So far we have only introduced a couple types of wisdom. Clearly you can be wise and unwise at the same time. Which leads us to the final aspects of wisdom.
In my last post I talked about planning well and persuasively presenting your plan. But that alone will not guarantee the outcome you want. So let’s press on.
3. You also need philosophical wisdom. This is not the Greek idea which was often simply theory. That sort of wisdom is all bark and no bite. Here I am using the term to describe the ability to think clearly, concisely, and concretely. That will come before the type of behavior that will honor God. True wisdom is knowing and doing. Of course, our thoughts should line up with biblical teaching. Too often someone will voice an opinion and say, “Well, I don’t have a verse to substantiate my belief….” Let’s be honest. That may be an indication that it is not true wisdom.
So why did Absalom side step Ahitholphel’s effective plan and turn to Hushai’s plan? Absalom lacked number 4.
4. Perceptive wisdom is similar and also desperately needed. When the woman shared her story, as persuasive as she was, David soon smelled something fishy. His perception was right on target. However, not long after that when Absalom came and feigned spirituality, David lacked the perceptive wisdom to smell disloyalty in the air (2 Samuel 15:9). Granted, whenever someone plays the God-card, it can be very difficult to argue with them. But this only underscores the need for prayer.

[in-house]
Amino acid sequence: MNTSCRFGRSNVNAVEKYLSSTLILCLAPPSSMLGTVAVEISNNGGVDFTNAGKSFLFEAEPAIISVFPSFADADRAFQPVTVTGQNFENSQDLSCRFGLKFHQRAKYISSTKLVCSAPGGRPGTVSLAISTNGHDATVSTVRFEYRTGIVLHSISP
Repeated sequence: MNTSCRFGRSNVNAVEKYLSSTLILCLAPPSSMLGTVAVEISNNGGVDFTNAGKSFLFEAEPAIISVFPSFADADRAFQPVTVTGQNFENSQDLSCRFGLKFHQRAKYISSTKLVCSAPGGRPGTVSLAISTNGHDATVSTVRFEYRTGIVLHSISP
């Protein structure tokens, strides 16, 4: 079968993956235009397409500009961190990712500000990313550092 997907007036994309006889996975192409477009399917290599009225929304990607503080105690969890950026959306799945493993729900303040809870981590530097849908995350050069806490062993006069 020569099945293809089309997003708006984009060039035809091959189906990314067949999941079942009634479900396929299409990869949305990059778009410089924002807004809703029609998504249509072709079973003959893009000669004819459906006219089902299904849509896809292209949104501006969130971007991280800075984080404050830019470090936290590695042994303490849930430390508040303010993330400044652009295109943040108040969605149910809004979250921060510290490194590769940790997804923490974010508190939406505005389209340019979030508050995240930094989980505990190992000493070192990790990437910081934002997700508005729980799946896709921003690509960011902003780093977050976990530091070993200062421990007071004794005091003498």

What if Absalom had this? He would have gone with Ahitholphel’s superior plan and not lost his life as a result of his poor decision.
5. Most of us on a daily basis need practical wisdom. During the day some of us are not the best at execution. We plan well, but at the end of the day we fail to get stuff done. We’ve all had wasted days. Which means we could all use a little more practical wisdom and thereby have more productive days.
6. Last, but not least, is proactive wisdom. David seems to have lacked this at times. As proactive as he was on many occasions, often it was his lack of proactivity that cost him greatly. Sometimes he, like us, failed to act. Absalom was recalled home, but for two years the king never went to see him. That proved to be unwise.
7. At this point I would like to talk about a seventh type of wisdom that has more of a wide angle view. It is panoramic wisdom. It may seem a little redundant; however, it does underscore our often limited view of what wisdom actually entails.
For instance, on my phone I have the ability to take a panoramic photo. That is, I can take a picture that will take in the entire scene rather than just a part of the scene. Sometimes it’s helpful to take a very wide angle or inclusive photo. After all, if it involves a group of people, who wants to get left out? The same is true with wisdom. Which aspect of wisdom do we really want to dispose of?
Wisdom involves a host of virtues like knowledge, insight, understanding, learning, and discretion. Wouldn’t you agree that we should be praying for all of those? Also, because it’s often hard to possess all the wisdom you need, it is helpful to seek the counsel and advice of others. David did, and Absalom did.
Within these chapters you will find a mixture of wisdom and a lack of wisdom. Isn’t it amazing how we can be so wise and yet unwise all at once?
Full of wisdom, yet devoid of wisdom?
Which underscores the need to pray for wisdom.
What kind of wisdom are you praying for today?